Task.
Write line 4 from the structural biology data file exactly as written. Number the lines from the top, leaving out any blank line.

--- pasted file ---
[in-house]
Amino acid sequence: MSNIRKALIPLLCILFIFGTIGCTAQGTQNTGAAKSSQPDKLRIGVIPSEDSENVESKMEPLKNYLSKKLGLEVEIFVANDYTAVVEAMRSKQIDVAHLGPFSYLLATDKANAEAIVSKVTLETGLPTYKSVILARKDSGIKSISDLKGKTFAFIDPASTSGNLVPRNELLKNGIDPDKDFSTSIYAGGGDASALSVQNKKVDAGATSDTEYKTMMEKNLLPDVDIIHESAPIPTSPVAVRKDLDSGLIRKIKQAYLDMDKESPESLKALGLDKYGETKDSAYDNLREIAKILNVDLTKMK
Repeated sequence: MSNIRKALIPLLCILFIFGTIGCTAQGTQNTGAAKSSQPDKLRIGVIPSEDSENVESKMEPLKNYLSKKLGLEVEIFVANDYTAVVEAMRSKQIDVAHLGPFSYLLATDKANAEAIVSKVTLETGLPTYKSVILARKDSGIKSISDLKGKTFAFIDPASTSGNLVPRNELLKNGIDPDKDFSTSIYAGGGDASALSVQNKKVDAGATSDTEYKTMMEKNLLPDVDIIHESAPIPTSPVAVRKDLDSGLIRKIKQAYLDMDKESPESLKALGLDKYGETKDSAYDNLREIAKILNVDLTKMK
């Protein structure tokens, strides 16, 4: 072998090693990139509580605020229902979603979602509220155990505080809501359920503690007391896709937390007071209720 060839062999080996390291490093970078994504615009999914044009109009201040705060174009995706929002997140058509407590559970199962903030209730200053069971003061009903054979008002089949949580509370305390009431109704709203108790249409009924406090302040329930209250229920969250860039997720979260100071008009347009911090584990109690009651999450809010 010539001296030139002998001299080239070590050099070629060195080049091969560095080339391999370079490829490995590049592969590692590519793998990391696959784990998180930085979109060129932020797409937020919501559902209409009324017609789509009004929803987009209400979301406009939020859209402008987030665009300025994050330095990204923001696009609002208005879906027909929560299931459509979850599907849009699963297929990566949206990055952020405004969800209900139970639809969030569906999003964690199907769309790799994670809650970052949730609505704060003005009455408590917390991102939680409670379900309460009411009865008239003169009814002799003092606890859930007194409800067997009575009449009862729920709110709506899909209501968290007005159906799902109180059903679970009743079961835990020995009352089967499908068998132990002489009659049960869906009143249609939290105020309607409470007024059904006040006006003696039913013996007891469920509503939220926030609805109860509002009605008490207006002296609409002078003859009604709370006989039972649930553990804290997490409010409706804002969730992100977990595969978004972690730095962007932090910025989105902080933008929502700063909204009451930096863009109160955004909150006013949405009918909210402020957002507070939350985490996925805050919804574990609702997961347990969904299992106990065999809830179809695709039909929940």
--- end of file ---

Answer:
């Protein structure tokens, strides 16, 4: 072998090693990139509580605020229902979603979602509220155990505080809501359920503690007391896709937390007071209720 060839062999080996390291490093970078994504615009999914044009109009201040705060174009995706929002997140058509407590559970199962903030209730200053069971003061009903054979008002089949949580509370305390009431109704709203108790249409009924406090302040329930209250229920969250860039997720979260100071008009347009911090584990109690009651999450809010 010539001296030139002998001299080239070590050099070629060195080049091969560095080339391999370079490829490995590049592969590692590519793998990391696959784990998180930085979109060129932020797409937020919501559902209409009324017609789509009004929803987009209400979301406009939020859209402008987030665009300025994050330095990204923001696009609002208005879906027909929560299931459509979850599907849009699963297929990566949206990055952020405004969800209900139970639809969030569906999003964690199907769309790799994670809650970052949730609505704060003005009455408590917390991102939680409670379900309460009411009865008239003169009814002799003092606890859930007194409800067997009575009449009862729920709110709506899909209501968290007005159906799902109180059903679970009743079961835990020995009352089967499908068998132990002489009659049960869906009143249609939290105020309607409470007024059904006040006006003696039913013996007891469920509503939220926030609805109860509002009605008490207006002296609409002078003859009604709370006989039972649930553990804290997490409010409706804002969730992100977990595969978004972690730095962007932090910025989105902080933008929502700063909204009451930096863009109160955004909150006013949405009918909210402020957002507070939350985490996925805050919804574990609702997961347990969904299992106990065999809830179809695709039909929940």